The Taj Ma Garaj Collection | Lot 368
1973 Porsche 911 Carrera RS 2.7 Touring
$412,000 USD | Sold
| Dayton, Ohio
28 September 2019
- Desirable first-series 911 Carrera RS Touring
- A “project” RS, partially restored
- Includes its matching-numbers engine; correct production number
- Known ownership history from new
- Includes Porsche Certificate of Authenticity
The 1973 Carrera RS is certainly at the top of the list of must-haves in the Porsche collector community. The history of this wonderful design is well known: With the discontinuation of the FIA’s Prototype category and a new emphasis on production-based cars, Porsche needed a new racing platform. Prompted by the inability of 911s to compete on equal terms with modified, lightweight BMWs and Ford Capris, Porsche’s Ernst Fuhrmann and Norbert Singer put their heads together and envisioned a better 911. The Carrera RS was the product of their imagination.
Built on the platform of the 1973 2.4-liter 911 S, the Carrera RS was fitted with a new 2.7-liter engine developing 210 bhp with mechanical fuel injection. Almost every item, inside and out, that was not necessary for racing was removed to reduce weight. Several body panels were made of thinner-gauge steel, supplemented by aluminum and fiberglass, and thinner window glass was often installed. The RS used wider wheels and tires, so fenders were gracefully flared. To help pin the new RS to the ground, a new rear-deck spoiler, commonly referred to as a “duck-tail,” was added, proving highly effective. It became standard equipment on the RS 2.7 and has become a familiar sight on many early 911s.
To qualify for the FIA’s Group 4 category, at least 500 units had to be built. Porsche would eventually manufacture 1,580 examples of the Carrera RS in three series, most being road-equipped M472 Touring versions, along with a number of M471 Lightweights intended for track use. When the RS 2.7 was unveiled at the 1972 Paris Auto Show and again at Geneva, customer demand proved overwhelming, and the first 500 cars were instantly spoken for. Today these first-series Carreras are highly sought after by Porsche collectors, with top-quality examples commanding a significant premium.
A majority of the Carrera RS 2.7s extant today have been restored, many acquired in a condition that was less than optimal and requiring lengthy reconstruction. Here is a “first-series” RS Touring, the 293rd chassis completed. The Porsche Certificate of Authenticity notes that the car left the factory in December 1972 painted Grand Prix White with blue graphics and trimmed in Black leatherette. It was fitted with optional headrests, seat belts, and a pair of auxiliary high-beam halogen driving lamps mounted in the horn grilles.
According to the Fahrzeugbrief, the German vehicle registration supplied with the car, 0293 was delivered “Unwaxed” (without Cosmoline on the underbody) to Nordheim in Dusseldorf, West Germany, in early January 1973. It was then sold to Franz Bisping of Münster, who held the car until 1976, when it was sold to Gianfranco Revertria, also of Münster. The third owner is listed as a Michael Starke, again of Münster, in 1979, after which it was brought to the United States through Portland, Oregon, by Kathryn Ekar of Olympia, Washington, in 1986. The following year, ownership changed to a Massachusetts enthusiast, Steven C. Shap, who sold it in turn to Lawrence D. Emig in 1990.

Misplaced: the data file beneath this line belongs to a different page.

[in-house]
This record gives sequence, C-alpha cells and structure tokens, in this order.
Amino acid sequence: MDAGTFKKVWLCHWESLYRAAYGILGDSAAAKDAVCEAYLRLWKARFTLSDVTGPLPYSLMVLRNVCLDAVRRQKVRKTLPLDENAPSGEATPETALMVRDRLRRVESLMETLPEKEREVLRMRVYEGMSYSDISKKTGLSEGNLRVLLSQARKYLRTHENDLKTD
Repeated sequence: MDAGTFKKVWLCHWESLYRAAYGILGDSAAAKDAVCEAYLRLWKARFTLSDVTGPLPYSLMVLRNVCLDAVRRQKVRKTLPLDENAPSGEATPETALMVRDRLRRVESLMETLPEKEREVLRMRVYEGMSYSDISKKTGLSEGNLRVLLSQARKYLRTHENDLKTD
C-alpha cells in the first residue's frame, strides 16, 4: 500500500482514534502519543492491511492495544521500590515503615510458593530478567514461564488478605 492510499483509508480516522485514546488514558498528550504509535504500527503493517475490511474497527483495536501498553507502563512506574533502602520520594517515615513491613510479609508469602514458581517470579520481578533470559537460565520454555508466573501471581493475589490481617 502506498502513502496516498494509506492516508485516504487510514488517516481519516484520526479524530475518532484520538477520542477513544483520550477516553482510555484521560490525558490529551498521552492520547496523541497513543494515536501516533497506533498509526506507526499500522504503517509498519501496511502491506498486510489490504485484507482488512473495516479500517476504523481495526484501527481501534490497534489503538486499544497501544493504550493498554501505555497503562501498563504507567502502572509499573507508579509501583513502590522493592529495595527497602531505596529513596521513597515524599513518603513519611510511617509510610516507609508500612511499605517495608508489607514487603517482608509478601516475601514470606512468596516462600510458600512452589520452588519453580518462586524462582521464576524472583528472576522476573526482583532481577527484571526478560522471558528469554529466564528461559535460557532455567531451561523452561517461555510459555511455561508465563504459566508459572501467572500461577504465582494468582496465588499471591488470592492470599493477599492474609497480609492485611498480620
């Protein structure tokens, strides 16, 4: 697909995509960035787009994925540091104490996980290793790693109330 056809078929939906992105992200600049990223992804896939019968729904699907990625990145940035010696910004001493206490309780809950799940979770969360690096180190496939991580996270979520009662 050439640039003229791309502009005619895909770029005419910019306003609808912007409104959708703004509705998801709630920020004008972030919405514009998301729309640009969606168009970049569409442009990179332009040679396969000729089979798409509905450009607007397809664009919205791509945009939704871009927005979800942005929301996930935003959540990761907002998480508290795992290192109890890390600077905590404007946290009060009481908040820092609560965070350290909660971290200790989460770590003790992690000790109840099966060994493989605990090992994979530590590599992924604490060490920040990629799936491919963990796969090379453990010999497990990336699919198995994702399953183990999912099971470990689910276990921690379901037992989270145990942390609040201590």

The most recent owner, John Dixon of Taj Ma Garaj, acquired this RS on 14 May 1998, with recorded mileage at 108,798 kilometers. A mechanical inspection determined that the engine needed a rebuild, which was undertaken by Die Werkstatt in Dayton, Ohio, in 1999. In 2000 Dixon commissioned a cosmetic restoration by GK Restorations in Florida, which included the installation of lightweight door shells and a new front-latch support panel. A detailed repair invoice totaled $17,800 in parts and labor. Although the RS was partially reassembled, the car remains unfinished.
The original Type 911/83 engine has been rebuilt but has not been installed. The original Type 915/08 transmission was replaced at some point with an un-numbered unit of the correct type, with casting number 915301102012. It was rebuilt by Stuttgart Automotive in Dayton. There are new Bilstein shocks and struts and a strut support bar in the front trunk. The interior has been restored with a new headliner and carpeting, but the sport seats, reupholstered in leather, have not yet been installed. A new wiring harness was supplied by YnZ. The Fuchs alloy wheels were re-anodized and painted by Ernie’s Alloys in Miami.
This unfinished project is supplied with nearly a dozen boxes of mechanical and trim parts, as well as the removed window glass, new rubber seals, hard and soft oil lines, correct new batteries, mirrors, badging and decals, and miscellaneous hardware. There is a comprehensive file of restoration photographs and other paperwork, including repair and restoration invoices, an inventory list of parts, a Porsche Certificate of Authenticity, import documents, and magazine articles. There is a correct 1973 911 driver’s manual with RS supplement, maintenance booklet, and other items in a correct maroon vinyl slipcase. Please refer to an RM Sotheby’s representative for a detailed list of included parts.
Here is a perfect opportunity for a determined collector to complete the project as-is, or to start anew. An early-series RS 2.7 Touring would be the star of any collection; most of the pieces to this unfinished puzzle are at hand.